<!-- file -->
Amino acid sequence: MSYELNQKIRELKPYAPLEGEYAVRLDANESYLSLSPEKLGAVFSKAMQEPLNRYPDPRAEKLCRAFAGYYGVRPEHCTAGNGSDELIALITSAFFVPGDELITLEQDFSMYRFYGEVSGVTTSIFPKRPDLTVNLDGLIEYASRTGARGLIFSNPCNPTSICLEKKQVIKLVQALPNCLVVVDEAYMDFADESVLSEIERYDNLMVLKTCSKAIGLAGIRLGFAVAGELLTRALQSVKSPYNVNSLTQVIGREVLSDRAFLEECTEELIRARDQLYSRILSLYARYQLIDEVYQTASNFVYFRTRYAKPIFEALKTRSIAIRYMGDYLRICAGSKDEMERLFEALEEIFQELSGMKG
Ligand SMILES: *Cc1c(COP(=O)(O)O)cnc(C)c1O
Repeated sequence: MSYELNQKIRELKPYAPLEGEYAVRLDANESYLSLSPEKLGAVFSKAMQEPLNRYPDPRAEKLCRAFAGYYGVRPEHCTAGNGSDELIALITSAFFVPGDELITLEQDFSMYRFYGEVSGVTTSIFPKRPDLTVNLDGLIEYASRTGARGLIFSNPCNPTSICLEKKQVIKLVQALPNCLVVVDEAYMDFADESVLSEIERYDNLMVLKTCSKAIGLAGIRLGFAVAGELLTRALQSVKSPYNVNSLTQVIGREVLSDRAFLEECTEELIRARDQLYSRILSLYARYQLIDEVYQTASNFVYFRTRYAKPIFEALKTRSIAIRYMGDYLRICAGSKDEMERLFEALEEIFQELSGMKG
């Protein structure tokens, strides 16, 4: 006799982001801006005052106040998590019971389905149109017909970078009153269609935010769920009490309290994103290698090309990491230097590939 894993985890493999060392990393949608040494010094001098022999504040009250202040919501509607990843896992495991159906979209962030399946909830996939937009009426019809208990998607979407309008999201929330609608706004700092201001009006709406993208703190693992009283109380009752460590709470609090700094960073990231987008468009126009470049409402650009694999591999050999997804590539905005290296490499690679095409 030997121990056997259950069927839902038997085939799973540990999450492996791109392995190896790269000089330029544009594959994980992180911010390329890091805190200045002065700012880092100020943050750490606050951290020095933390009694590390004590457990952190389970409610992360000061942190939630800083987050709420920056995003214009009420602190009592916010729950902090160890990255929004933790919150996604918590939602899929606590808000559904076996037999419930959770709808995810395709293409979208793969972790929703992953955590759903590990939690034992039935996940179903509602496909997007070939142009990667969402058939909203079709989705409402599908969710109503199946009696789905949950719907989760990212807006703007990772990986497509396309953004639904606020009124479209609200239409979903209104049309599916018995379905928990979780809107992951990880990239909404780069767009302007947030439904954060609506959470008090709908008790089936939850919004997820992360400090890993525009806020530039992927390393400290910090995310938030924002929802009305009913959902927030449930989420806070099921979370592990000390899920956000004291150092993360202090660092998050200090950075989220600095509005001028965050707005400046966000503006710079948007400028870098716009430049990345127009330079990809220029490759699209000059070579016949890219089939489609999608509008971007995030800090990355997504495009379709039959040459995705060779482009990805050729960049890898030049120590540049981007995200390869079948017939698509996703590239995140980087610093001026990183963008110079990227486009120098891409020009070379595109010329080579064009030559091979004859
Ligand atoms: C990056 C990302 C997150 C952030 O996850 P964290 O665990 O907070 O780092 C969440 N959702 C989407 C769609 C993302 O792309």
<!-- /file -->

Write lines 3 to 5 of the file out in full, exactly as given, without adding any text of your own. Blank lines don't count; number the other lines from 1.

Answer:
Repeated sequence: MSYELNQKIRELKPYAPLEGEYAVRLDANESYLSLSPEKLGAVFSKAMQEPLNRYPDPRAEKLCRAFAGYYGVRPEHCTAGNGSDELIALITSAFFVPGDELITLEQDFSMYRFYGEVSGVTTSIFPKRPDLTVNLDGLIEYASRTGARGLIFSNPCNPTSICLEKKQVIKLVQALPNCLVVVDEAYMDFADESVLSEIERYDNLMVLKTCSKAIGLAGIRLGFAVAGELLTRALQSVKSPYNVNSLTQVIGREVLSDRAFLEECTEELIRARDQLYSRILSLYARYQLIDEVYQTASNFVYFRTRYAKPIFEALKTRSIAIRYMGDYLRICAGSKDEMERLFEALEEIFQELSGMKG
């Protein structure tokens, strides 16, 4: 006799982001801006005052106040998590019971389905149109017909970078009153269609935010769920009490309290994103290698090309990491230097590939 894993985890493999060392990393949608040494010094001098022999504040009250202040919501509607990843896992495991159906979209962030399946909830996939937009009426019809208990998607979407309008999201929330609608706004700092201001009006709406993208703190693992009283109380009752460590709470609090700094960073990231987008468009126009470049409402650009694999591999050999997804590539905005290296490499690679095409 030997121990056997259950069927839902038997085939799973540990999450492996791109392995190896790269000089330029544009594959994980992180911010390329890091805190200045002065700012880092100020943050750490606050951290020095933390009694590390004590457990952190389970409610992360000061942190939630800083987050709420920056995003214009009420602190009592916010729950902090160890990255929004933790919150996604918590939602899929606590808000559904076996037999419930959770709808995810395709293409979208793969972790929703992953955590759903590990939690034992039935996940179903509602496909997007070939142009990667969402058939909203079709989705409402599908969710109503199946009696789905949950719907989760990212807006703007990772990986497509396309953004639904606020009124479209609200239409979903209104049309599916018995379905928990979780809107992951990880990239909404780069767009302007947030439904954060609506959470008090709908008790089936939850919004997820992360400090890993525009806020530039992927390393400290910090995310938030924002929802009305009913959902927030449930989420806070099921979370592990000390899920956000004291150092993360202090660092998050200090950075989220600095509005001028965050707005400046966000503006710079948007400028870098716009430049990345127009330079990809220029490759699209000059070579016949890219089939489609999608509008971007995030800090990355997504495009379709039959040459995705060779482009990805050729960049890898030049120590540049981007995200390869079948017939698509996703590239995140980087610093001026990183963008110079990227486009120098891409020009070379595109010329080579064009030559091979004859
Ligand atoms: C990056 C990302 C997150 C952030 O996850 P964290 O665990 O907070 O780092 C969440 N959702 C989407 C769609 C993302 O792309």